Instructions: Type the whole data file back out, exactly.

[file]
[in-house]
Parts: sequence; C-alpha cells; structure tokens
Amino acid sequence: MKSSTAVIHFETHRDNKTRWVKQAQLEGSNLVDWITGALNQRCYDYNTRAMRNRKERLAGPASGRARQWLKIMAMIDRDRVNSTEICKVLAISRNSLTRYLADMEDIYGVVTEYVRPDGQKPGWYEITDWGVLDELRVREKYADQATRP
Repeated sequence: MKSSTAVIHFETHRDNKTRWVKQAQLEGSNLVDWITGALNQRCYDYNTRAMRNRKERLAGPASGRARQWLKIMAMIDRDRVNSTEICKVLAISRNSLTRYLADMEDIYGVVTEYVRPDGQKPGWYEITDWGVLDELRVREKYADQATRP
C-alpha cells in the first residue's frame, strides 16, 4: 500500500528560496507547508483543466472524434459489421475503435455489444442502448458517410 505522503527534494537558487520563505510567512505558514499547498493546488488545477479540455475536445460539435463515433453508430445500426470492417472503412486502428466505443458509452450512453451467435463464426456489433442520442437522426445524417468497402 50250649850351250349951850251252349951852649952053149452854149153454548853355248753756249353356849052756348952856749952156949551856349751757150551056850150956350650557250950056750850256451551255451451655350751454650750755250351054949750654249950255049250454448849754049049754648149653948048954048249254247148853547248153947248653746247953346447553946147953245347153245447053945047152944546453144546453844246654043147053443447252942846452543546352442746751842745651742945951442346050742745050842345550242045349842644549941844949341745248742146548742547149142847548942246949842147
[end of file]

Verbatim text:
[in-house]
Parts: sequence; C-alpha cells; structure tokens
Amino acid sequence: MKSSTAVIHFETHRDNKTRWVKQAQLEGSNLVDWITGALNQRCYDYNTRAMRNRKERLAGPASGRARQWLKIMAMIDRDRVNSTEICKVLAISRNSLTRYLADMEDIYGVVTEYVRPDGQKPGWYEITDWGVLDELRVREKYADQATRP
Repeated sequence: MKSSTAVIHFETHRDNKTRWVKQAQLEGSNLVDWITGALNQRCYDYNTRAMRNRKERLAGPASGRARQWLKIMAMIDRDRVNSTEICKVLAISRNSLTRYLADMEDIYGVVTEYVRPDGQKPGWYEITDWGVLDELRVREKYADQATRP
C-alpha cells in the first residue's frame, strides 16, 4: 500500500528560496507547508483543466472524434459489421475503435455489444442502448458517410 505522503527534494537558487520563505510567512505558514499547498493546488488545477479540455475536445460539435463515433453508430445500426470492417472503412486502428466505443458509452450512453451467435463464426456489433442520442437522426445524417468497402 50250649850351250349951850251252349951852649952053149452854149153454548853355248753756249353356849052756348952856749952156949551856349751757150551056850150956350650557250950056750850256451551255451451655350751454650750755250351054949750654249950255049250454448849754049049754648149653948048954048249254247148853547248153947248653746247953346447553946147953245347153245447053945047152944546453144546453844246654043147053443447252942846452543546352442746751842745651742945951442346050742745050842345550242045349842644549941844949341745248742146548742547149142847548942246949842147